Across the globe, animal and plant species along with their habitats are disappearing. With this loss, we also lose the 'services' they provide, such as water filtration or crop pollination. An international research team, including Sjak Smulders from Tilburg University, has proposed a new calculation approach to capture these future 'benefits' of nature.

Environment - 15.02.2024
Tropical rainforests are losing their resilience worldwide
Tropical rainforests are losing their resilience worldwide
Tropical rainforests hold a wealth of biodiversity but are globally approaching a critical point. The drastic decline is happening faster than expected, concludes an international research team. The team includes biologist Hans ter Steege, affiliated with Utrecht University and the Naturalis Biodiversity Center.

Earth Sciences - Environment - 09.02.2024
Potential collapse of the Atlantic Ocean Circulation strongly affects European climate
Potential collapse of the Atlantic Ocean Circulation strongly affects European climate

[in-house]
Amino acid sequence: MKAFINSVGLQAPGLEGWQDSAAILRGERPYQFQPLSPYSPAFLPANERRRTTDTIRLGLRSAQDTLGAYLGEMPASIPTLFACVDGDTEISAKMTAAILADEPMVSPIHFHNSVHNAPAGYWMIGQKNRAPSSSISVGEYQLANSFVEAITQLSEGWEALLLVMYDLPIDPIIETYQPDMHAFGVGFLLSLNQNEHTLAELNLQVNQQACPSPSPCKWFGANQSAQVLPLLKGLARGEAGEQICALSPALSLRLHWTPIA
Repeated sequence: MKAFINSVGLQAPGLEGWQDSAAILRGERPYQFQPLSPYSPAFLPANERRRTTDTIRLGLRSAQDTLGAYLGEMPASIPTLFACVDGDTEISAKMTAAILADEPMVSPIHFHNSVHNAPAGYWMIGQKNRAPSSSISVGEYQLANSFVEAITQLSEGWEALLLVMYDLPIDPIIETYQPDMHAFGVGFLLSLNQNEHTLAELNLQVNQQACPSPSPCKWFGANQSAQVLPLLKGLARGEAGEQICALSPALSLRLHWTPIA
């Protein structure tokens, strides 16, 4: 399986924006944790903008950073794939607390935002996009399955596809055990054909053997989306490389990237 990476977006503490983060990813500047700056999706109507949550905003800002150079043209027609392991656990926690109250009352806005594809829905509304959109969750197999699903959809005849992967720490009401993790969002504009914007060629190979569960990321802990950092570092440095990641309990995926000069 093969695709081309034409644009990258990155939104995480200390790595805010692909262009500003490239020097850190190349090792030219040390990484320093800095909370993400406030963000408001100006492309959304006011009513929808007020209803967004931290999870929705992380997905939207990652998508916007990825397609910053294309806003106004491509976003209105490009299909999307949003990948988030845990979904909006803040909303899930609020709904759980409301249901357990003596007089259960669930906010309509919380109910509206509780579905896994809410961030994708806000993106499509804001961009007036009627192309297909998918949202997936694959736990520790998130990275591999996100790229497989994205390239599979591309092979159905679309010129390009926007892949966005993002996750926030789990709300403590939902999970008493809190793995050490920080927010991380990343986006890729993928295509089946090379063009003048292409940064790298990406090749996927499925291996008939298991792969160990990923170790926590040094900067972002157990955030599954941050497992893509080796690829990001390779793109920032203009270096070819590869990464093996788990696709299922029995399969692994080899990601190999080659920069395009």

Researchers from Utrecht University have successfully simulated the collapse of the large-scale ocean circulation in the Atlantic Ocean using a complex climate model, revealing severe global climate repercussions with Europe bearing the brunt. They published their findings in the scientific journal Science Advances today.

Environment - Earth Sciences - 26.01.2024
Destabilising interactions in the climate system: How tipping elements interact
Beyond 2°C of global warming, the risk of one climate tipping element triggering other tipping elements in the Earth's climate system strongly increases. Furthermore, most of these interactions are destabilising. This is the result of a new study by an international team of scientists, led by Anna von der Heydt from Utrecht University and Nico Wunderling from the Potsdam Institute for Climate Impact Research.

Chemistry - Environment - 22.01.2024
New sensor detects chemicals that impair thyroid gland